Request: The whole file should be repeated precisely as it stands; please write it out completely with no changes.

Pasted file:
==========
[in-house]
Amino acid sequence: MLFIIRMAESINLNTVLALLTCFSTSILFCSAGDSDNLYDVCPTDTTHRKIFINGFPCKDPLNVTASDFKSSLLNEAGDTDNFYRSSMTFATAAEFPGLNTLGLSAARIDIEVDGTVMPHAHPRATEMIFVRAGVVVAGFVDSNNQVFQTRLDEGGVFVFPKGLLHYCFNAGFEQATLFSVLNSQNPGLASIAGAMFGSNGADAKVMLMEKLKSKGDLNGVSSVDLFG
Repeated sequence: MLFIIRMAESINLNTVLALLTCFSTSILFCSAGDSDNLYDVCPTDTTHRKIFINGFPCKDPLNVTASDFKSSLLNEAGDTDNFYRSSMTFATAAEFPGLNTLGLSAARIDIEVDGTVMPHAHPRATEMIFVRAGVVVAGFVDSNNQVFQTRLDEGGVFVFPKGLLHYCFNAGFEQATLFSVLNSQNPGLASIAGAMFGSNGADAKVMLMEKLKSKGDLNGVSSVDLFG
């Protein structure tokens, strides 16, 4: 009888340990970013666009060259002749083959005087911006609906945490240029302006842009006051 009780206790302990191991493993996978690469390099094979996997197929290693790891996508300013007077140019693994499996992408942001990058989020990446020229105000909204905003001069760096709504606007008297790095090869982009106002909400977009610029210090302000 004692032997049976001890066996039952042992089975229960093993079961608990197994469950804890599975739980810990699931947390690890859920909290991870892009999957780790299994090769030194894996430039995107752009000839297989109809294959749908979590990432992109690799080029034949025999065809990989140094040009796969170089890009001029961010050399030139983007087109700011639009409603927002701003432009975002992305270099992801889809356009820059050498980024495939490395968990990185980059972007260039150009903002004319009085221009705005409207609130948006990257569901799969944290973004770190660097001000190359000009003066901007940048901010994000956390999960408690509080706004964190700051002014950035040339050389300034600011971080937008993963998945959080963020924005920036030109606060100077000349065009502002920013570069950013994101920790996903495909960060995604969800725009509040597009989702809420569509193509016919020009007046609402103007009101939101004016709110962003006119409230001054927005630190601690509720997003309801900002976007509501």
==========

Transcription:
[in-house]
Amino acid sequence: MLFIIRMAESINLNTVLALLTCFSTSILFCSAGDSDNLYDVCPTDTTHRKIFINGFPCKDPLNVTASDFKSSLLNEAGDTDNFYRSSMTFATAAEFPGLNTLGLSAARIDIEVDGTVMPHAHPRATEMIFVRAGVVVAGFVDSNNQVFQTRLDEGGVFVFPKGLLHYCFNAGFEQATLFSVLNSQNPGLASIAGAMFGSNGADAKVMLMEKLKSKGDLNGVSSVDLFG
Repeated sequence: MLFIIRMAESINLNTVLALLTCFSTSILFCSAGDSDNLYDVCPTDTTHRKIFINGFPCKDPLNVTASDFKSSLLNEAGDTDNFYRSSMTFATAAEFPGLNTLGLSAARIDIEVDGTVMPHAHPRATEMIFVRAGVVVAGFVDSNNQVFQTRLDEGGVFVFPKGLLHYCFNAGFEQATLFSVLNSQNPGLASIAGAMFGSNGADAKVMLMEKLKSKGDLNGVSSVDLFG
């Protein structure tokens, strides 16, 4: 009888340990970013666009060259002749083959005087911006609906945490240029302006842009006051 009780206790302990191991493993996978690469390099094979996997197929290693790891996508300013007077140019693994499996992408942001990058989020990446020229105000909204905003001069760096709504606007008297790095090869982009106002909400977009610029210090302000 004692032997049976001890066996039952042992089975229960093993079961608990197994469950804890599975739980810990699931947390690890859920909290991870892009999957780790299994090769030194894996430039995107752009000839297989109809294959749908979590990432992109690799080029034949025999065809990989140094040009796969170089890009001029961010050399030139983007087109700011639009409603927002701003432009975002992305270099992801889809356009820059050498980024495939490395968990990185980059972007260039150009903002004319009085221009705005409207609130948006990257569901799969944290973004770190660097001000190359000009003066901007940048901010994000956390999960408690509080706004964190700051002014950035040339050389300034600011971080937008993963998945959080963020924005920036030109606060100077000349065009502002920013570069950013994101920790996903495909960060995604969800725009509040597009989702809420569509193509016919020009007046609402103007009101939101004016709110962003006119409230001054927005630190601690509720997003309801900002976007509501």